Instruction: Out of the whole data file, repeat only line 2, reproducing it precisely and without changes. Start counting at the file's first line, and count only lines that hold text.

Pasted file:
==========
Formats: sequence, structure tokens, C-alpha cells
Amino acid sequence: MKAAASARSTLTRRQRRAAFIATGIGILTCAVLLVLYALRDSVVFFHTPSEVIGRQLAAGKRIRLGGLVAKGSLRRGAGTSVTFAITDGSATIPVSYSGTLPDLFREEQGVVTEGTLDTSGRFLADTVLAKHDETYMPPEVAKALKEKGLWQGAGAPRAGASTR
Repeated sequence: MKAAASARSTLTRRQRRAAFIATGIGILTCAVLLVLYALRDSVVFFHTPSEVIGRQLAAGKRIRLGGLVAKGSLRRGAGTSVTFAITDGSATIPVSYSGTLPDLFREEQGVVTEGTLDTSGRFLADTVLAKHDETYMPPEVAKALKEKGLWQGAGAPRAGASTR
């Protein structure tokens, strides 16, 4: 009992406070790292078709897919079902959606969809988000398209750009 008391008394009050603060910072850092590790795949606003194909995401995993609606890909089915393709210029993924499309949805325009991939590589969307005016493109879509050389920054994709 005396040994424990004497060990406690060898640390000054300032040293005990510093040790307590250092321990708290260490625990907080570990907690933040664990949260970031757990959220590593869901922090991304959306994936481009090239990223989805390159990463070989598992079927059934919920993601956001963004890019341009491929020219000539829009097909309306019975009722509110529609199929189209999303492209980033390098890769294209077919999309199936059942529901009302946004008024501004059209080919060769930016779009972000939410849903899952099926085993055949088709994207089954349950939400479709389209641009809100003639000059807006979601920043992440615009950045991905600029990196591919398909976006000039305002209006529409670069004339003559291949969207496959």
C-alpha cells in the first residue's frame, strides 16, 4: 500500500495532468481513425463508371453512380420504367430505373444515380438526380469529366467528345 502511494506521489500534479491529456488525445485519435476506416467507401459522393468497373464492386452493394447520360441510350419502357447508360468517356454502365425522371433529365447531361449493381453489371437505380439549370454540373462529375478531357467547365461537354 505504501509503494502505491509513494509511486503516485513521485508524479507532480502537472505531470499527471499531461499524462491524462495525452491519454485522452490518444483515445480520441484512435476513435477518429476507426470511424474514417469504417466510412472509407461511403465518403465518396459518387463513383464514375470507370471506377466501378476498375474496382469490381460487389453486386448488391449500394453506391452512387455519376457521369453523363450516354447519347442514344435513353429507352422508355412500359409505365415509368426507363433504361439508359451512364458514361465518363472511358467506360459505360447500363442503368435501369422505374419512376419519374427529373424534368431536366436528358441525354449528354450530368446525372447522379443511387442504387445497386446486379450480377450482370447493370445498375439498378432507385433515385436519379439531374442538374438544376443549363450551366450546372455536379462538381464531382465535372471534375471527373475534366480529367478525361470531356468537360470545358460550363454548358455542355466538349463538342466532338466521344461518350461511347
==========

Amino acid sequence: MKAAASARSTLTRRQRRAAFIATGIGILTCAVLLVLYALRDSVVFFHTPSEVIGRQLAAGKRIRLGGLVAKGSLRRGAGTSVTFAITDGSATIPVSYSGTLPDLFREEQGVVTEGTLDTSGRFLADTVLAKHDETYMPPEVAKALKEKGLWQGAGAPRAGASTR